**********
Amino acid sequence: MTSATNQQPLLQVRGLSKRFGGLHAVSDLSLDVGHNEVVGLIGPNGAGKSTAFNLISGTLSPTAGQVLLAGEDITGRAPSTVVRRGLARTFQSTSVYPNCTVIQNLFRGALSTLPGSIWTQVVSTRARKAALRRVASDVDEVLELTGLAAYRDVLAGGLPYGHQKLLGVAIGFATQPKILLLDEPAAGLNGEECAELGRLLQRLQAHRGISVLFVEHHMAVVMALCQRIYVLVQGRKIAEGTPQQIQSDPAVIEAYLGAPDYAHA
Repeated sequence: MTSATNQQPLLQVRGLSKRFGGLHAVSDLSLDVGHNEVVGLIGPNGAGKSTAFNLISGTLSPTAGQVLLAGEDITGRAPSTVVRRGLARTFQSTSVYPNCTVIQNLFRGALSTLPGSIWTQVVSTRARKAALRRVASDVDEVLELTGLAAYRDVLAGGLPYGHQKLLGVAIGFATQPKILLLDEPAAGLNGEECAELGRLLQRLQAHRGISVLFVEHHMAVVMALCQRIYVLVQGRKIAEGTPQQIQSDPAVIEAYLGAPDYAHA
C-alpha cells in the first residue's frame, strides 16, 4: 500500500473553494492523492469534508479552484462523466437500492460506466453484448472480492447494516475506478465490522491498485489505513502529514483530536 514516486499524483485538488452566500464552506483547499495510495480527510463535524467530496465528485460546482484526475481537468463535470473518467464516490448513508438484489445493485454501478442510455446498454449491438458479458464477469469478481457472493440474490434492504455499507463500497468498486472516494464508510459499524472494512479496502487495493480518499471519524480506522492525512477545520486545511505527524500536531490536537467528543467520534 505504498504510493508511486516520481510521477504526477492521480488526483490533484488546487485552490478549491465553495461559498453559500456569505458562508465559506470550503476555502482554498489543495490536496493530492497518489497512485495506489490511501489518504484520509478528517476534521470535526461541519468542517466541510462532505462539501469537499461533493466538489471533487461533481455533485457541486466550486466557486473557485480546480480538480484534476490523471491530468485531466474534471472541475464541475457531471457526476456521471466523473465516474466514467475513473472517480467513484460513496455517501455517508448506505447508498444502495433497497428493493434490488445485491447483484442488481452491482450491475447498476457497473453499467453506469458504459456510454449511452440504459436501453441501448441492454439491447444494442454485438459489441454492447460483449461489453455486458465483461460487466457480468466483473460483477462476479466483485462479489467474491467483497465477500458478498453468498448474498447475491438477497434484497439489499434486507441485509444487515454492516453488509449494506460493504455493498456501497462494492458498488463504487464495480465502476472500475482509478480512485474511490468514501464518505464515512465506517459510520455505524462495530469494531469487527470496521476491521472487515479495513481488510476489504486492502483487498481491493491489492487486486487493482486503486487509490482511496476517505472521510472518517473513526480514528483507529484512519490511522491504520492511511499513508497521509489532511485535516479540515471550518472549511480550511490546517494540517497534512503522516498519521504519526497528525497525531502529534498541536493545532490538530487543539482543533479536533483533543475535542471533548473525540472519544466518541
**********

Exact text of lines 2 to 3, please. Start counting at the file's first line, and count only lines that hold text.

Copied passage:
Repeated sequence: MTSATNQQPLLQVRGLSKRFGGLHAVSDLSLDVGHNEVVGLIGPNGAGKSTAFNLISGTLSPTAGQVLLAGEDITGRAPSTVVRRGLARTFQSTSVYPNCTVIQNLFRGALSTLPGSIWTQVVSTRARKAALRRVASDVDEVLELTGLAAYRDVLAGGLPYGHQKLLGVAIGFATQPKILLLDEPAAGLNGEECAELGRLLQRLQAHRGISVLFVEHHMAVVMALCQRIYVLVQGRKIAEGTPQQIQSDPAVIEAYLGAPDYAHA
C-alpha cells in the first residue's frame, strides 16, 4: 500500500473553494492523492469534508479552484462523466437500492460506466453484448472480492447494516475506478465490522491498485489505513502529514483530536 514516486499524483485538488452566500464552506483547499495510495480527510463535524467530496465528485460546482484526475481537468463535470473518467464516490448513508438484489445493485454501478442510455446498454449491438458479458464477469469478481457472493440474490434492504455499507463500497468498486472516494464508510459499524472494512479496502487495493480518499471519524480506522492525512477545520486545511505527524500536531490536537467528543467520534 505504498504510493508511486516520481510521477504526477492521480488526483490533484488546487485552490478549491465553495461559498453559500456569505458562508465559506470550503476555502482554498489543495490536496493530492497518489497512485495506489490511501489518504484520509478528517476534521470535526461541519468542517466541510462532505462539501469537499461533493466538489471533487461533481455533485457541486466550486466557486473557485480546480480538480484534476490523471491530468485531466474534471472541475464541475457531471457526476456521471466523473465516474466514467475513473472517480467513484460513496455517501455517508448506505447508498444502495433497497428493493434490488445485491447483484442488481452491482450491475447498476457497473453499467453506469458504459456510454449511452440504459436501453441501448441492454439491447444494442454485438459489441454492447460483449461489453455486458465483461460487466457480468466483473460483477462476479466483485462479489467474491467483497465477500458478498453468498448474498447475491438477497434484497439489499434486507441485509444487515454492516453488509449494506460493504455493498456501497462494492458498488463504487464495480465502476472500475482509478480512485474511490468514501464518505464515512465506517459510520455505524462495530469494531469487527470496521476491521472487515479495513481488510476489504486492502483487498481491493491489492487486486487493482486503486487509490482511496476517505472521510472518517473513526480514528483507529484512519490511522491504520492511511499513508497521509489532511485535516479540515471550518472549511480550511490546517494540517497534512503522516498519521504519526497528525497525531502529534498541536493545532490538530487543539482543533479536533483533543475535542471533548473525540472519544466518541